What I Wish I Had Known in First Year: A Reflection
“Pro Tem”: an abbreviation of the Latin phrase “Pro Tempore”, translates to “for the time being”, describing what we are on this campus, as on this earth. Indeed, at the edge of the precipice, in my final year, I realize now more than ever that no gleaming, beautiful experience will ever last. I see in hindsight the effervescence of my first-year self, at present day wound down and tamed to become a quiet simmer of a woman, confident but not unbothered.
This is not a depressing revelation — but it could have been. My quietude now reflects a compilation of events, both anticipation- and anxiety-inducing, that I have endured (including a five-month strike by this very university). This compilation of events is a volume in survival, a footnote in existence, a dog-eared page in my own personal hippocampal novel. Over the course of this article, in some ways, it will be yours, too.
Primarily, I wish I had known that the terrifying, albeit comforting, truth is that most everyone harbours a small, nagging sense of insecurity, as no one truly knows what they are doing. This is especially true for those who insist that such a statement has never applied to them. At some point — many points in fact — you will likely find yourself in a position of authority for which you feel woefully unprepared. You will survive it (most everyone does) and you will come out with a sense of leadership and confidence greater than ever before.
Someone might well have also shared with me another little truth: not only can you insert uniqueness and joy into every day, but you should. Long gone are the days of hoarding my favourite items for fear of not using them at the right time, or breaking them, or losing them. Bagged tea tastes better in fine china and stickers are only as beautiful as the objects on which you show them off. Sometimes this is enough to make a day special — a carefully placed patch on a denim jacket, a delicately perfumed bath bomb at the end of a long day, or an impromptu walk down a narrow and uncharted suburban street. Every day should have its own special, memorable quality, lest you discover that you have failed to squeeze every last ounce of wonder out of the small slice of existence allocated to you.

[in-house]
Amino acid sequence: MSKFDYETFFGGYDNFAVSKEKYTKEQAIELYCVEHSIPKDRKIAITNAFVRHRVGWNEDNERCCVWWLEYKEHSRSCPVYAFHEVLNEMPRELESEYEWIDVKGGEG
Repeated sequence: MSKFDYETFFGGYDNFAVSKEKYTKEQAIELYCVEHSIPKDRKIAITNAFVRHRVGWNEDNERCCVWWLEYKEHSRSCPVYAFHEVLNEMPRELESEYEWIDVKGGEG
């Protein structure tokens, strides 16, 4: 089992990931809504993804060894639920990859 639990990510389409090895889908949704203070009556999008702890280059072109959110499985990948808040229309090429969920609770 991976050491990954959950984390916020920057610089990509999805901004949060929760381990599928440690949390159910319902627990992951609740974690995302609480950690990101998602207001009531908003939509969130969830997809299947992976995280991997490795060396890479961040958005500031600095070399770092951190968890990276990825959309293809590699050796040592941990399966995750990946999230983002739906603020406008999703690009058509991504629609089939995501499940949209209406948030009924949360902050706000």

Finally, and most importantly, I wish I had known that it is always worthwhile to aim a little higher than you anticipate achieving. There was a time when I would cower at a blank application in my hands (to a school, a scholarship, a job— including this one), ruminating over my sheer ineptitude relative to the other applicants. A professor for whom I reserve a deep, unwavering admiration once explained, “what happens when you jump too high? Well, you hit your head on the ceiling.” He shrugged. I smiled. The truth is that I have seen opportunities and successes that I would otherwise have never known without exposing myself to the mortifying risk of rejection. Of course, some days I hit my head on the ceiling. Other days, I break straight through it.